DURHAM, N.C. — Huntington is advancing to the final round in the America’s Best Communities competition.

The city was announced Wednesday afternoon as one of eight finalists following presentations made by 15 cities, including Charleston, in Durham, North Carolina. Charleston did not make the cut.

Huntington Mayor Steve Williams, front right, and other Huntington officials celebrate being named 1 of 8 finalists in the Americas Best Communities competition Wednesday in Durham, NC.

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Huntington Mayor Steve Williams, front right, and other Huntington officials celebrate being named 1 of 8 finalists in the Americas Best Communities competition Wednesday in Durham, NC.

Huntington’s bold plan for reinvention was presented by Mayor Steve Williams who showed a panel of judges how Huntington has found a way forward.

Williams passionately laid out four key development plans strategically placed within the city.

“Three and a half years ago we initiated a series of four strategic revitalization projects to transform our most drastically affected neighborhoods and build upon the presence of Marshall,” Williams explained. “We’ve engaged a robust collaboration of citizens, neighborhoods and institutions from the civic, public, private, non-profit and academic sectors. These four projects make up the Huntington Innovation Project, the ‘HIP’ revitalization.”

The four projects include transformation of abandoned factories along the city’s riverfront and adjacent to the Marshall University campus into a modern technical center. The plans included revamping the city’s Highlawn neighborhood and enhancing factories and a research hub for futuristic plastic products. Williams called it a new Poly Tech Center adjacent to St. Mary’s Medical Center location.

“We plan to renew this riverfront for mixed use development, light industrial R and D, advanced manufacturing, and commercial enterprising utilizing the proximity to Marshall and the research capability of its STEM graduates,” Williams said.

Part two of the project was the redevelopment of the city’s Fairfield neighborhood. The plan included razing 1930’s era housing which has created urban blight and replacing it with modern housing at several different levels. The plan also added commercial locations like grocery stores and other vital businesses to benefit the neighborhood. The project is tied into nearby Cabell-Huntington Hospital.

Williams explained the plans for the other end of town included the West Edge Factory where a number of partnerships have created a new solar development, research, and training center alongside a facility aimed at giving out of work coal miners a new career.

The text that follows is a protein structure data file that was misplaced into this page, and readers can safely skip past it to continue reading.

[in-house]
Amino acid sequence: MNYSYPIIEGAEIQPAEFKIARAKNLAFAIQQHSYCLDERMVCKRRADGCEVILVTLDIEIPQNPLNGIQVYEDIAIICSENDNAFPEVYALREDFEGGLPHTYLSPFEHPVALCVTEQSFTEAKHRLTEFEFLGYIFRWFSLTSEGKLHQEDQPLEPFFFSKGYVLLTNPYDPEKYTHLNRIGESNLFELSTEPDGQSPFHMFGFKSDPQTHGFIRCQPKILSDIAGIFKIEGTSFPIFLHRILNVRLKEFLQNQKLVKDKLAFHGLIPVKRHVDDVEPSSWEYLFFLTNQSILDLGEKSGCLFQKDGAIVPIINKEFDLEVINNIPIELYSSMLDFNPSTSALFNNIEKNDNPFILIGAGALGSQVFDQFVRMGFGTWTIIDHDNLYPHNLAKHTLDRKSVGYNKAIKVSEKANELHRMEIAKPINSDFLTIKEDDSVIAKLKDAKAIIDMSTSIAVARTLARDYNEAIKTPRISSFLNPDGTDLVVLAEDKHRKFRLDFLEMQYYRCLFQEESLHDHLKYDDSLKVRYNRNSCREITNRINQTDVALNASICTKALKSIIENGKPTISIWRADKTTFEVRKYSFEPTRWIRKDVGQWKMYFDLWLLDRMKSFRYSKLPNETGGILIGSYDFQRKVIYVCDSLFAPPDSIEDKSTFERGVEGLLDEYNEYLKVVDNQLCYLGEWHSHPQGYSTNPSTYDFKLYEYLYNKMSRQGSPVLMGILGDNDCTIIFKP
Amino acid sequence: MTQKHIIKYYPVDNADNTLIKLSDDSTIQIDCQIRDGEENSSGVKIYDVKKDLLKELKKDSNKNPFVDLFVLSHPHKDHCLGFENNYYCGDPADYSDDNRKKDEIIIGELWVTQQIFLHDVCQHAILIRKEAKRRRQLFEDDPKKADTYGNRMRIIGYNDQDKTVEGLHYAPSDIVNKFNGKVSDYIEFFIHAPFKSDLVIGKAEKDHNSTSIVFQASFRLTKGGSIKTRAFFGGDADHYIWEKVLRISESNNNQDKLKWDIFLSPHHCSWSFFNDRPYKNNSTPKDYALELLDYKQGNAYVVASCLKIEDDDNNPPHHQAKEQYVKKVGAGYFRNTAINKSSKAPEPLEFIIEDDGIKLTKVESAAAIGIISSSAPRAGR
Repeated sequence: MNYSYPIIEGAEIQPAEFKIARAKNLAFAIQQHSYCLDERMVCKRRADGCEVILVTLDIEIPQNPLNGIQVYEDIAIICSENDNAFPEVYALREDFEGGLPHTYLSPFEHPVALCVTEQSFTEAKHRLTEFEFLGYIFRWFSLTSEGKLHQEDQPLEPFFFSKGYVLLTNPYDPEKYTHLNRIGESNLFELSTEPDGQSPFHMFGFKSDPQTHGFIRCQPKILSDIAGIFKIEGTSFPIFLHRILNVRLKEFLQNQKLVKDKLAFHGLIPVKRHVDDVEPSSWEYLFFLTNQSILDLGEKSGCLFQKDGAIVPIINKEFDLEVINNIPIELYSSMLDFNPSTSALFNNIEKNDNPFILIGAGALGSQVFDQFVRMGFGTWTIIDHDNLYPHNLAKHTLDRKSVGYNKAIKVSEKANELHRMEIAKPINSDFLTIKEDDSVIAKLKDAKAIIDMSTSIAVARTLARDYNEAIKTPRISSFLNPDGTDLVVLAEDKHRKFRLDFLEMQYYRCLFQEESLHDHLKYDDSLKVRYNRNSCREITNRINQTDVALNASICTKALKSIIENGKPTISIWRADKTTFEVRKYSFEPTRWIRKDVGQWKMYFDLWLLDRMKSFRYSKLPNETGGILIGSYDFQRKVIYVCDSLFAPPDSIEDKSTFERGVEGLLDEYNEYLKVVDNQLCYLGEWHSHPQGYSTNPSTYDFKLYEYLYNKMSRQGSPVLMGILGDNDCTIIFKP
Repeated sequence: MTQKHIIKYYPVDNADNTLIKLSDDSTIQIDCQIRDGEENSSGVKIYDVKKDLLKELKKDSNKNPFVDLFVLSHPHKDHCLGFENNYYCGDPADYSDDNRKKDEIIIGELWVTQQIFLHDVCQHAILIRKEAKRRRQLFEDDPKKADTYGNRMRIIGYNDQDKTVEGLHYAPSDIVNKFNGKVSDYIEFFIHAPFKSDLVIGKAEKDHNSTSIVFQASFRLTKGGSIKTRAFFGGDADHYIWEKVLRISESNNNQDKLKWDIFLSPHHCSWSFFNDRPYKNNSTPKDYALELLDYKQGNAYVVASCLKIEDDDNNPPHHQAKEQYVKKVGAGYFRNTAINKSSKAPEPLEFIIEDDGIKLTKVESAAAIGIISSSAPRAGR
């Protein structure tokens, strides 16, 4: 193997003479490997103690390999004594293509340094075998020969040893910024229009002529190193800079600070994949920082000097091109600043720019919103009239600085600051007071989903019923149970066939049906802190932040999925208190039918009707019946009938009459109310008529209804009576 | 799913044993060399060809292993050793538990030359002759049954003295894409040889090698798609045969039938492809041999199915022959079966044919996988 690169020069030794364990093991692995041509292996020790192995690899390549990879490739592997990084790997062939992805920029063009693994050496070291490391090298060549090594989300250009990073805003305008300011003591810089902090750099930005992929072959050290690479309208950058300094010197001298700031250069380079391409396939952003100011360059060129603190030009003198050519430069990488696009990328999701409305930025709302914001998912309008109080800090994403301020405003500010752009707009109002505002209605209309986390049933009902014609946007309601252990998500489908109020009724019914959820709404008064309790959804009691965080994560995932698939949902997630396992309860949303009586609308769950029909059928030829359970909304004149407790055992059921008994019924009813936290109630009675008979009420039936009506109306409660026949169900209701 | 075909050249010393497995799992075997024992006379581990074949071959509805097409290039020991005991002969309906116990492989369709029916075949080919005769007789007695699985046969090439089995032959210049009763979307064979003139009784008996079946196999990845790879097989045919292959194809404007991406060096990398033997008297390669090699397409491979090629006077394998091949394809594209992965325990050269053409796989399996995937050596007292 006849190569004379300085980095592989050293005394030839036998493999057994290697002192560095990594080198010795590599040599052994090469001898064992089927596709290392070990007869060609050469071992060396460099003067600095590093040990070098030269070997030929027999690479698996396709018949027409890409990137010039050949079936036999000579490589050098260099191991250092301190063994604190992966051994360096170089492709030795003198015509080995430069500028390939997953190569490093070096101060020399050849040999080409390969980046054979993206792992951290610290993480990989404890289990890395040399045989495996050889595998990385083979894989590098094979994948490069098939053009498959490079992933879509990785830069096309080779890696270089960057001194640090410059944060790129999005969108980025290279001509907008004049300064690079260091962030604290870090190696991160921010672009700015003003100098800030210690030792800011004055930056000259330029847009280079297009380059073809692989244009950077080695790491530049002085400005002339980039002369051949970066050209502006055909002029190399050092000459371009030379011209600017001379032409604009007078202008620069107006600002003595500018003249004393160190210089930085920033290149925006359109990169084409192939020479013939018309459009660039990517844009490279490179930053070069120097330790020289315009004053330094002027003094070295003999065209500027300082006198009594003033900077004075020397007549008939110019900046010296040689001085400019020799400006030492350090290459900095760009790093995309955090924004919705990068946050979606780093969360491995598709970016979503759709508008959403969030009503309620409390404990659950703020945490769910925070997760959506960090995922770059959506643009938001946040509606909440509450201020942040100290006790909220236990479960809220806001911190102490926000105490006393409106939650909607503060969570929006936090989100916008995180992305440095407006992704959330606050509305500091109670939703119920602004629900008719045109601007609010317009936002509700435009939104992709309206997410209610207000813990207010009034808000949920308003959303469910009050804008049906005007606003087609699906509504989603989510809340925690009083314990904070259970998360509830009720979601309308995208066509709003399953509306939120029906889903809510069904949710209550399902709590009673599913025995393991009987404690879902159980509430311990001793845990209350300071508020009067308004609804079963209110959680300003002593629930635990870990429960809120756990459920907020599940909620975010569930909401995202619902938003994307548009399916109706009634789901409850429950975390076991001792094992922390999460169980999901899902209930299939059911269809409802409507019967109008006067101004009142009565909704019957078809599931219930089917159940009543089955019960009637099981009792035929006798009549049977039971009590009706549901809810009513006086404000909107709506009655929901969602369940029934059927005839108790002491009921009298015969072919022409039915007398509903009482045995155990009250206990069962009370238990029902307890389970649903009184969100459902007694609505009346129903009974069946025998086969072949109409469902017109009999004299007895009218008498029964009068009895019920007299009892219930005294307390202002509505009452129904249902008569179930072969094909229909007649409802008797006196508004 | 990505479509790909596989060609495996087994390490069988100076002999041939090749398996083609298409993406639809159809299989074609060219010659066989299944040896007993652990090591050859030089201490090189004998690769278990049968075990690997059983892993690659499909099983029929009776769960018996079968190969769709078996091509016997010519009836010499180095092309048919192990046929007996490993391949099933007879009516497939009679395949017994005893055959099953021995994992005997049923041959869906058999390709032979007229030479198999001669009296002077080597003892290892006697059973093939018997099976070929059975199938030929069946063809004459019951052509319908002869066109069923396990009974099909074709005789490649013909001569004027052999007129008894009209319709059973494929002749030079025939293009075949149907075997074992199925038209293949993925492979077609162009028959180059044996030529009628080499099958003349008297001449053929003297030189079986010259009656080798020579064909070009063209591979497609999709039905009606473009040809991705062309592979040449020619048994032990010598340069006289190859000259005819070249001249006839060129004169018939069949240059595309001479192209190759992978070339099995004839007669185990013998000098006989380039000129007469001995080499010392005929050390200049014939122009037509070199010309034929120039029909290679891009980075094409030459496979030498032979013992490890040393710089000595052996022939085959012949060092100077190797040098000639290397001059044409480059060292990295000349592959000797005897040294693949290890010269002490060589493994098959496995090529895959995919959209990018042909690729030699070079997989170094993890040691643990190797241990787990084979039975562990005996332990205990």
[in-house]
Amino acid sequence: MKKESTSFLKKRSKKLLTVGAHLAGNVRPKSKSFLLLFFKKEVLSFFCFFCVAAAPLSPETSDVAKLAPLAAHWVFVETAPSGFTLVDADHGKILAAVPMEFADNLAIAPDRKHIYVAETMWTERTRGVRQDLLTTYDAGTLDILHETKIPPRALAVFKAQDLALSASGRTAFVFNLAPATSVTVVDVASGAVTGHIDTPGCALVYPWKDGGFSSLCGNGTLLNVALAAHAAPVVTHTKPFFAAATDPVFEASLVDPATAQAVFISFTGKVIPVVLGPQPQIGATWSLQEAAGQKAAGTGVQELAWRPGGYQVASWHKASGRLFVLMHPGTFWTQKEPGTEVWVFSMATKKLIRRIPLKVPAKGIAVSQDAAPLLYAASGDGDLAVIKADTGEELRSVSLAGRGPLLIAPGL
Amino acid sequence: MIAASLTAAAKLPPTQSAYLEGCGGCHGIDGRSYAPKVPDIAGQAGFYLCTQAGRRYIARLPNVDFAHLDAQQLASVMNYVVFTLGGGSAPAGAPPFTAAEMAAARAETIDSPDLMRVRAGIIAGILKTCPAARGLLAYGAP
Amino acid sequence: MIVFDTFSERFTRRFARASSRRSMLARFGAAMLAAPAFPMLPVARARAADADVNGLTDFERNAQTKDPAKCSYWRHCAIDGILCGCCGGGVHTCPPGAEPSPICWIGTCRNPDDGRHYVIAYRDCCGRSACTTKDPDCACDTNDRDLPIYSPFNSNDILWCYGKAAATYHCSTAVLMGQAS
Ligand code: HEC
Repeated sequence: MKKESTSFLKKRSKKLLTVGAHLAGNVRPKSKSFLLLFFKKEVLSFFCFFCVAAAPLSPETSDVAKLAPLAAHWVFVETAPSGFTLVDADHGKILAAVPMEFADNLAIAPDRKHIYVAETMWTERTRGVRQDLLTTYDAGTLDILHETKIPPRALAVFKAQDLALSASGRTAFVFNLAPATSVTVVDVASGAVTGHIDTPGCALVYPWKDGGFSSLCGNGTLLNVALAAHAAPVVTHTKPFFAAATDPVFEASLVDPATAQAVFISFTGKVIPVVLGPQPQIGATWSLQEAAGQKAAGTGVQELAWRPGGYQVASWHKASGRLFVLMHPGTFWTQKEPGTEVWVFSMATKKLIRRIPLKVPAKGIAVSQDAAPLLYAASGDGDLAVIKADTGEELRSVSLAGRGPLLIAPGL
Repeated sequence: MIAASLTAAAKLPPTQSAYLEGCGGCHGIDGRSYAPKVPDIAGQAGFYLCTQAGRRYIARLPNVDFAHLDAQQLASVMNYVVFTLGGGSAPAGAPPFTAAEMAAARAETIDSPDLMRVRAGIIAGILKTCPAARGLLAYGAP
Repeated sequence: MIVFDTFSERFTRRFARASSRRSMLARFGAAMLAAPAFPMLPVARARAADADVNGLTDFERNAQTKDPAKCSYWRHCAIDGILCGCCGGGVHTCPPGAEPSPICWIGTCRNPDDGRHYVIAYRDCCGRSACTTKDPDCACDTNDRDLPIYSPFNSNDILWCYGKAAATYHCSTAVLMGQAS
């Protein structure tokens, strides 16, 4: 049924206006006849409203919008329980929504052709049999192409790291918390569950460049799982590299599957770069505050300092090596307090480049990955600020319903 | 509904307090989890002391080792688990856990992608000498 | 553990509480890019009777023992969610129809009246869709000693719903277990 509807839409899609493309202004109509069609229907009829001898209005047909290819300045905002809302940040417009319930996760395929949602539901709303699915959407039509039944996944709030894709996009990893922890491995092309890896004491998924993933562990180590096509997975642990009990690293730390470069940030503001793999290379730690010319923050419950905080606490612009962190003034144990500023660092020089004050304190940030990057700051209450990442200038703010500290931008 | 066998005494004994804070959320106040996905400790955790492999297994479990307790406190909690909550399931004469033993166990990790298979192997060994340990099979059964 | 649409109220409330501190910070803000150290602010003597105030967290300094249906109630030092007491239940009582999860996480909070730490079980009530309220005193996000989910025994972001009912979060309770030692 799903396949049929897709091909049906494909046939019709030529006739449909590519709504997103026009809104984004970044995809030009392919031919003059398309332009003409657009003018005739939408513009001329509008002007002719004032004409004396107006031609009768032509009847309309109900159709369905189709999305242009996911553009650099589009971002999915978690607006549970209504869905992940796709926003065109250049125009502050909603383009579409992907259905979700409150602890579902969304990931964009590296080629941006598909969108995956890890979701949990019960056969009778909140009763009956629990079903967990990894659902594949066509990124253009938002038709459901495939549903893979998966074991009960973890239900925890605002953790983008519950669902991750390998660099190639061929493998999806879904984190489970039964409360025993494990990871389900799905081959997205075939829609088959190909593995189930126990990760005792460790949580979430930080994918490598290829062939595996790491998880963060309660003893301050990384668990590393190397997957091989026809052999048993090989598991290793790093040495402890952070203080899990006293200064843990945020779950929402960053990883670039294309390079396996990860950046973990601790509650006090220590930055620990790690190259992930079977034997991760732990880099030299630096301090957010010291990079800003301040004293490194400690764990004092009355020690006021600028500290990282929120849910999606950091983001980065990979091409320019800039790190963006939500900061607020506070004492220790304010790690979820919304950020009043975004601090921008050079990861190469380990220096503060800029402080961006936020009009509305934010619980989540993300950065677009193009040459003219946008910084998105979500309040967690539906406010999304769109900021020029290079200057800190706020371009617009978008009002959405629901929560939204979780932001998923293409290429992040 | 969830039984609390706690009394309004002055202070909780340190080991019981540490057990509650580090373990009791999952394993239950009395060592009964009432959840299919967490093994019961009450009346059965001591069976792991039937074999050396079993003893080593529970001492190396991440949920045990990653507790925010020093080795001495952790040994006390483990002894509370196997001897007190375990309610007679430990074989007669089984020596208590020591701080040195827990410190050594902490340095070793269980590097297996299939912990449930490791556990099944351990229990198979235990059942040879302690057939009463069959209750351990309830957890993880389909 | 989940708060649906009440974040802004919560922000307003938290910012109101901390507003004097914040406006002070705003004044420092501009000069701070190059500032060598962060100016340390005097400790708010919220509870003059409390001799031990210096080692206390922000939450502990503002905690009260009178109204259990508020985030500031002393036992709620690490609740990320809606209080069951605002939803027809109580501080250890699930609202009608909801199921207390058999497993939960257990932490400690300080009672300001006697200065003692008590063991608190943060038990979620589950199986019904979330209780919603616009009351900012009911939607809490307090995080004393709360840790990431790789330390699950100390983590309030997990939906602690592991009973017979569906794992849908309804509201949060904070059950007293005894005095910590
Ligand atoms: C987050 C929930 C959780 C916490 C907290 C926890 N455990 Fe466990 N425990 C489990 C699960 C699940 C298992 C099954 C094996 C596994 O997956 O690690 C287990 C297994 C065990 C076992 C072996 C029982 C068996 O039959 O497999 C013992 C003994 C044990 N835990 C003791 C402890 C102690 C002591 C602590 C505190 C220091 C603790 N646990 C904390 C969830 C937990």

The final piece of Williams’ vision for the committee included connecting all of those redevelopment projects, Marshall, the area hospitals and the city’s downtown with broadband, high speed internet service.

“The projects themselves are green and they are sustainable and they are backed by a robust partnership of engaged citizens and community organizations,” he said.

Williams voice cracked as he added back story to the presentation. He detailed the city’s darkest hours of the 1970 plane crash and the impact the disaster had on Huntington. The crash was followed by economic downturns which devastated the city economically. But playing on a popular theme in Huntington, the mayor vowed the “HIP” project would be the vehicle for the city to “rise from the ashes.”

Officials with the City of Charleston, however, presented a plan to get young people to want to live and stay in the city called the ‘E.D.G.E.’ project.

“We’re going to invite them into the conversation,” Charleston City Manager David Molgaard said of the project which stands for Early, Dynamic, Guided, Engagement.

“While living in our downtown, we’re going to put our young professionals through a structurally guided program where we’re going to introduce them to the people and the institutions that make our community tick,” he continued.

The plan calls for construction of 35 residential units, so young people can live within walking distance of the downtown retail, dining and entertainment venues.

Molgaard said the city already has an idea of how they would spend the grant money if they won the “Best Community” title.

“We’ve got the vacant lot downtown (donated by the Charleston Area Alliance). We know what we’re going to build. We have programs in place that we can easily model and adopt to introduce our participants to our community,” he told the judges.

The Greater Kanawha Valley Foundation has provided funds to the city to hire an architect to design the building, Molgaard said.

Huntington was awarded a $100,000 prize grant from competition sponsors Frontier Communications, DISH Network, CoBank and the Weather Channel.

Charleston was awarded $25,000 to pursue several initiatives included in its Community Revitalization Plan.

The eight finalists include: Chicago Lakes Area, Minnesota; Darrington/Arlington, Washington; Huntington, West Virginia; Lake Havasu City, Arizona; Madison, Indiana; Statesboro, Georgia; Tualatin, Oregon; and Valley County/Meadows Valley, Idaho.

The top eight will be reevaluated in April 2017 and narrowed down to three.

The first place community will receive $3 million, second place will be awarded $2 million and $1 million for third.

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